Nixon in Ann Arbor, October 27, 1960
Thu, 10/31/2013 - 12:31pm by amy
On October 27, 1960, less than two weeks before the general election, incumbent Vice President and Republican presidential nominee Richard Nixon arrived at the New York Central Railroad depot (now the Gandy Dancer restaurant) to greet a crowd of Ann Arbor supporters. Less than two weeks earlier, John F. Kennedy, the Democrat nominee, came to Ann Arbor and delivered an inspired impromptu speech on the steps of the Michigan Union that helped build momentum toward the establishment of the Peace Corps. Nixon, who always thought he was in second place, but was actually leading in public opinion polls at the time, visited Michigan to shore up support in a state whose votes could tip the balance of the election.
In this series of photographs taken on October 27, 1960 by Ann Arbor News photographers Duane Scheel and Eck Stanger, we see Nixon and his wife, Pat, disembarking from the train, shaking hands with well-wishers, and making their way to the speaker’s platform while surrounded by notable Ann Arborites, including former Ann Arbor mayor Cecil O. Creal; local realtor, Wendell Hobbs; Ann Arbor Police Chief Rolland Gainsley; and his successor, Walter E. Krasny.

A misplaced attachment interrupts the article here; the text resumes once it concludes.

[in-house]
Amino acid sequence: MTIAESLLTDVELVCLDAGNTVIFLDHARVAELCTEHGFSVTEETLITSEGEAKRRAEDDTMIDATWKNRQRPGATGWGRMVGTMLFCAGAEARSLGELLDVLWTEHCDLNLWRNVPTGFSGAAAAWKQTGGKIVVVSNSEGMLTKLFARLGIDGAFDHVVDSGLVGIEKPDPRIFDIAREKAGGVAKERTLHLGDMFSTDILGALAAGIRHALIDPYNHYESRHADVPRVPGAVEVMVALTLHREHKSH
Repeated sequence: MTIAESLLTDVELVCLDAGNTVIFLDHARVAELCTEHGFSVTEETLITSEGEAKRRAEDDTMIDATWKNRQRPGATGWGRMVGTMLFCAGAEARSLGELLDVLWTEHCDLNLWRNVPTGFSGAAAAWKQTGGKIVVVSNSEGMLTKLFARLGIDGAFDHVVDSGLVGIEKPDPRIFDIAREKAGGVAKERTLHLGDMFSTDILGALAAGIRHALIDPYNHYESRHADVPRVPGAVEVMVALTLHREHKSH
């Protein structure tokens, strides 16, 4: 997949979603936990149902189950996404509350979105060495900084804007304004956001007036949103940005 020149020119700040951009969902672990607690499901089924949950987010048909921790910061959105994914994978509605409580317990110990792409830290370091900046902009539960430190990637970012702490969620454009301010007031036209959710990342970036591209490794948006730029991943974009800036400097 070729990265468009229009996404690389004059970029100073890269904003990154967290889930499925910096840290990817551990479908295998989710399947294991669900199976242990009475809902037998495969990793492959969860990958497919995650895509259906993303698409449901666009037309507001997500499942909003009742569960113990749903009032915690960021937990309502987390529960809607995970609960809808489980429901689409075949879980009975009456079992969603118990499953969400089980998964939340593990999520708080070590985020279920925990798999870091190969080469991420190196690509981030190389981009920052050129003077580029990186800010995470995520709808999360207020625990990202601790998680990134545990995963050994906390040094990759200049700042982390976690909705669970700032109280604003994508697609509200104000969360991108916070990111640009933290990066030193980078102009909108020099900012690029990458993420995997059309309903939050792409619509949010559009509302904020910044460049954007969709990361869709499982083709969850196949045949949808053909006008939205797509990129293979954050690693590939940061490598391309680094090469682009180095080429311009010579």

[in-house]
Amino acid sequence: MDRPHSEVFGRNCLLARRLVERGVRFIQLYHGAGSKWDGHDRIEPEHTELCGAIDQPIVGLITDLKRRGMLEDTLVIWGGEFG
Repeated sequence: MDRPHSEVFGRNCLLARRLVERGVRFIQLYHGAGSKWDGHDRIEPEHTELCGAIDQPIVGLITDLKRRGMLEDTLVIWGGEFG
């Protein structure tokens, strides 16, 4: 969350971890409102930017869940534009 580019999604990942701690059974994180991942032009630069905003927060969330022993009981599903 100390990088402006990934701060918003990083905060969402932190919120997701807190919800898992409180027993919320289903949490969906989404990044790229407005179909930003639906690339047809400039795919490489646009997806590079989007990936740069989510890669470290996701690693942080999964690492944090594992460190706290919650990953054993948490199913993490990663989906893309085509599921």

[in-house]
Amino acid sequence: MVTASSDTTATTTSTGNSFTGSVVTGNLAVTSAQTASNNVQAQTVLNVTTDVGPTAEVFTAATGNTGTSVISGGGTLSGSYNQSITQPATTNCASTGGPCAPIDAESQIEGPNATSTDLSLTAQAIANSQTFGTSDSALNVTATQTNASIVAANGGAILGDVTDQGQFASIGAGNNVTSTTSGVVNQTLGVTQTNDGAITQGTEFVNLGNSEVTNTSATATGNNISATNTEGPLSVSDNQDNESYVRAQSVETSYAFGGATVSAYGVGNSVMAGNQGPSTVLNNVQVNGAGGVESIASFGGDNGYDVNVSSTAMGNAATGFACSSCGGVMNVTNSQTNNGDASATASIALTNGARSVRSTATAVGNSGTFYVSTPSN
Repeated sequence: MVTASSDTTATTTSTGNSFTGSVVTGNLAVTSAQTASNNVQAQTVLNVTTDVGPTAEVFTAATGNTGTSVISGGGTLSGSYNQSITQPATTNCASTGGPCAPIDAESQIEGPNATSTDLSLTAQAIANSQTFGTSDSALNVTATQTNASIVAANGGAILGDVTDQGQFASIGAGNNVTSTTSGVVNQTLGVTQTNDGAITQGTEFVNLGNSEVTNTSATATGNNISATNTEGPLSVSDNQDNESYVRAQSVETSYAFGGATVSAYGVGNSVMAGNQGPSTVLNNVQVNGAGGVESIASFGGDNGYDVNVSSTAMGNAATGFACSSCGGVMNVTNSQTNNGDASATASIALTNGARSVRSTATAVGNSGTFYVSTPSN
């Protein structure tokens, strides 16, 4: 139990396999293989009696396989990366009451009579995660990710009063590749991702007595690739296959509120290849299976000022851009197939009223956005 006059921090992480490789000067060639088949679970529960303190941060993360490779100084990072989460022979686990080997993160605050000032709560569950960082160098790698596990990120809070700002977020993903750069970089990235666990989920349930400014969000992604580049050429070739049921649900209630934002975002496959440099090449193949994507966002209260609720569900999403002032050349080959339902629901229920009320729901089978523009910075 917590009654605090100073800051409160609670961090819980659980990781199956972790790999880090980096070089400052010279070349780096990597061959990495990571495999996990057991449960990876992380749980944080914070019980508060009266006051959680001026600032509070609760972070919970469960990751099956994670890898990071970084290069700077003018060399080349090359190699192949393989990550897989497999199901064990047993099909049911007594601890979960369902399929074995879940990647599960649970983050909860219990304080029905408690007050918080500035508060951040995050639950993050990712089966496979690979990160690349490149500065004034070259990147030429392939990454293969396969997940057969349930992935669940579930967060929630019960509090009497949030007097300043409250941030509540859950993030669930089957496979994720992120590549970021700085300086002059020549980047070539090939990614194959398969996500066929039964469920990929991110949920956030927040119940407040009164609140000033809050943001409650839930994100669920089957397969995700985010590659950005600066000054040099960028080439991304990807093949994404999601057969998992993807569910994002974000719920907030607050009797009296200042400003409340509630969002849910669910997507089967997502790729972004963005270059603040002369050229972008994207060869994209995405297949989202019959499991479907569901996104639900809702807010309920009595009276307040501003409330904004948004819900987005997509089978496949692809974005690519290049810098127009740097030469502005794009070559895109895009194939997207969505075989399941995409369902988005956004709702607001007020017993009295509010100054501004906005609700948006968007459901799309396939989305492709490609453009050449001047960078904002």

On the platform, Steven Stockmeyer, head of the University of Michigan's Campus Republicans, presents Nixon with a scroll of student signatures to demonstrate their support, and Nixon flashes his ubiquitous “V” sign. One of the best photographs shows Nixon speaking to the crowd against a backdrop of the old Broadway Bridge. Other photos, including this aerial view and photos taken on the hilly area above Depot St. and below High St. show the extent of the crowd.
Alas for Nixon supporters, Kennedy went on to carry Michigan’s 20 electoral votes and win the election that year.
I suppose that we aren't to blame for putting him in the position to carry out the Watergate scandal.
I was in a crowd watching Nixon visit another U when I was all of 6 years old. I mainly remember there being many people who were much taller than me all around.